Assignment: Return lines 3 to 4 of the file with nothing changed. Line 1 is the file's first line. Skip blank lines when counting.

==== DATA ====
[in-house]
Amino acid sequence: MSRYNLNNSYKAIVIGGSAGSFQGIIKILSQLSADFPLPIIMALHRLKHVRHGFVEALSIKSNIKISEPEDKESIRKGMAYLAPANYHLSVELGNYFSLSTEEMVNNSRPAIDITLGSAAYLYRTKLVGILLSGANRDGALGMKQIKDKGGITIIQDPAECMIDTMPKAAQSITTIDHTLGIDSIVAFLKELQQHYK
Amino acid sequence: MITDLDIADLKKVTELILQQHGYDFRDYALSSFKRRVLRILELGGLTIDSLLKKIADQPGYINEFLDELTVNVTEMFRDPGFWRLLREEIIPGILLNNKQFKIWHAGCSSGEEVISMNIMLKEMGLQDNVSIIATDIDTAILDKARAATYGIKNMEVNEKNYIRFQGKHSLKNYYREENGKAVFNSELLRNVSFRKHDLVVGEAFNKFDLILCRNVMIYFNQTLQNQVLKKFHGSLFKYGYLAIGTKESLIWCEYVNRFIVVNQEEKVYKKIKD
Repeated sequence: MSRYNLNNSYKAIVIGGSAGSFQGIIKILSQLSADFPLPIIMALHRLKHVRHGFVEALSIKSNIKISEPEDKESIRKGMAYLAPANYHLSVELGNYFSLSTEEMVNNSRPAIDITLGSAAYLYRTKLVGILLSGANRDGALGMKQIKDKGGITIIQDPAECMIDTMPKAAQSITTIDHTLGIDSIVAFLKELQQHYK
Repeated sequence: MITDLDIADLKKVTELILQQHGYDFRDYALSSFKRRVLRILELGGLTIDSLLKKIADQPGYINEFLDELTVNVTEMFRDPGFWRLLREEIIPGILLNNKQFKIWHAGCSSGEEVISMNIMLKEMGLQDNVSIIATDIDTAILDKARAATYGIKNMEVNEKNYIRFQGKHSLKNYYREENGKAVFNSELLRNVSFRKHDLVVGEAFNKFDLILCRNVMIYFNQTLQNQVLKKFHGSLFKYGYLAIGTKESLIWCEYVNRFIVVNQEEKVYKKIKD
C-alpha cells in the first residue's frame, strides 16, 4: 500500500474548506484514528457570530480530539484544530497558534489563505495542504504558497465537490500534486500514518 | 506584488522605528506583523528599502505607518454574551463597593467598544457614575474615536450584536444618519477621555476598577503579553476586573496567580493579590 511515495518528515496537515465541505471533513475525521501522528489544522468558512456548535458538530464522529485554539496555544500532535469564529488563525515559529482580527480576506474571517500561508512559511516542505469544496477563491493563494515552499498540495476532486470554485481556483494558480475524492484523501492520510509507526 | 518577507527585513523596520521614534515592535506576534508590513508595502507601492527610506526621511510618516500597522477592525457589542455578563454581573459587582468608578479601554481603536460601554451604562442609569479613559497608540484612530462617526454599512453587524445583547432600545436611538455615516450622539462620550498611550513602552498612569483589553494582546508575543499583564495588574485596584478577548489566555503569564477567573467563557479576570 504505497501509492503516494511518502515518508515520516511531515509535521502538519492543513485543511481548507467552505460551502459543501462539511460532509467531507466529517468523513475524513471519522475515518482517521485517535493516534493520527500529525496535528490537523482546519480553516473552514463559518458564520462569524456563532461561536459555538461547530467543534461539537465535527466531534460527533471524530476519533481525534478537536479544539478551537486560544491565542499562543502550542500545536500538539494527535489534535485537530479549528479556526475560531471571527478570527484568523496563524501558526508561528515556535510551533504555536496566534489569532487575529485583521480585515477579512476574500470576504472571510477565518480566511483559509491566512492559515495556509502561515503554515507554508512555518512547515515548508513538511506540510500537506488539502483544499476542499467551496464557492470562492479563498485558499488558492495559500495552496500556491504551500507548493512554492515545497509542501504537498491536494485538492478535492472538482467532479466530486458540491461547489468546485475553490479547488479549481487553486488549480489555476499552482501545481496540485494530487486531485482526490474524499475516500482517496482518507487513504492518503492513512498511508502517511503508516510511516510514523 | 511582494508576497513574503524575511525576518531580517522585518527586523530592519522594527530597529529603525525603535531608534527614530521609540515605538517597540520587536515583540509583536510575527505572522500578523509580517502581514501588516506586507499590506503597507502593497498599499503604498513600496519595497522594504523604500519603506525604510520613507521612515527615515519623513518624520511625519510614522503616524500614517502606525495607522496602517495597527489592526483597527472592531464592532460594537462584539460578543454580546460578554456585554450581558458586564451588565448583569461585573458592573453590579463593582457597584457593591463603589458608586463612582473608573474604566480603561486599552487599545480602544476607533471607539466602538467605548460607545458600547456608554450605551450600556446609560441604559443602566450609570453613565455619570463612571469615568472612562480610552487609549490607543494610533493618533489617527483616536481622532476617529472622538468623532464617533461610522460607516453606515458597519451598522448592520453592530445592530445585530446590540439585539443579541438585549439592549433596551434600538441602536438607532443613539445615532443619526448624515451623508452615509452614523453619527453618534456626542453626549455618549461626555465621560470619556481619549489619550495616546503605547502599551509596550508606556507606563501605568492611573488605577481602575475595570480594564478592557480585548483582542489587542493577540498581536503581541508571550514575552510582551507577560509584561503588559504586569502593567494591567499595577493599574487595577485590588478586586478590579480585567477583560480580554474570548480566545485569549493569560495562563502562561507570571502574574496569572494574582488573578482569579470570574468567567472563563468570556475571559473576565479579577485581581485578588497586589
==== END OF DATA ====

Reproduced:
Amino acid sequence: MITDLDIADLKKVTELILQQHGYDFRDYALSSFKRRVLRILELGGLTIDSLLKKIADQPGYINEFLDELTVNVTEMFRDPGFWRLLREEIIPGILLNNKQFKIWHAGCSSGEEVISMNIMLKEMGLQDNVSIIATDIDTAILDKARAATYGIKNMEVNEKNYIRFQGKHSLKNYYREENGKAVFNSELLRNVSFRKHDLVVGEAFNKFDLILCRNVMIYFNQTLQNQVLKKFHGSLFKYGYLAIGTKESLIWCEYVNRFIVVNQEEKVYKKIKD
Repeated sequence: MSRYNLNNSYKAIVIGGSAGSFQGIIKILSQLSADFPLPIIMALHRLKHVRHGFVEALSIKSNIKISEPEDKESIRKGMAYLAPANYHLSVELGNYFSLSTEEMVNNSRPAIDITLGSAAYLYRTKLVGILLSGANRDGALGMKQIKDKGGITIIQDPAECMIDTMPKAAQSITTIDHTLGIDSIVAFLKELQQHYK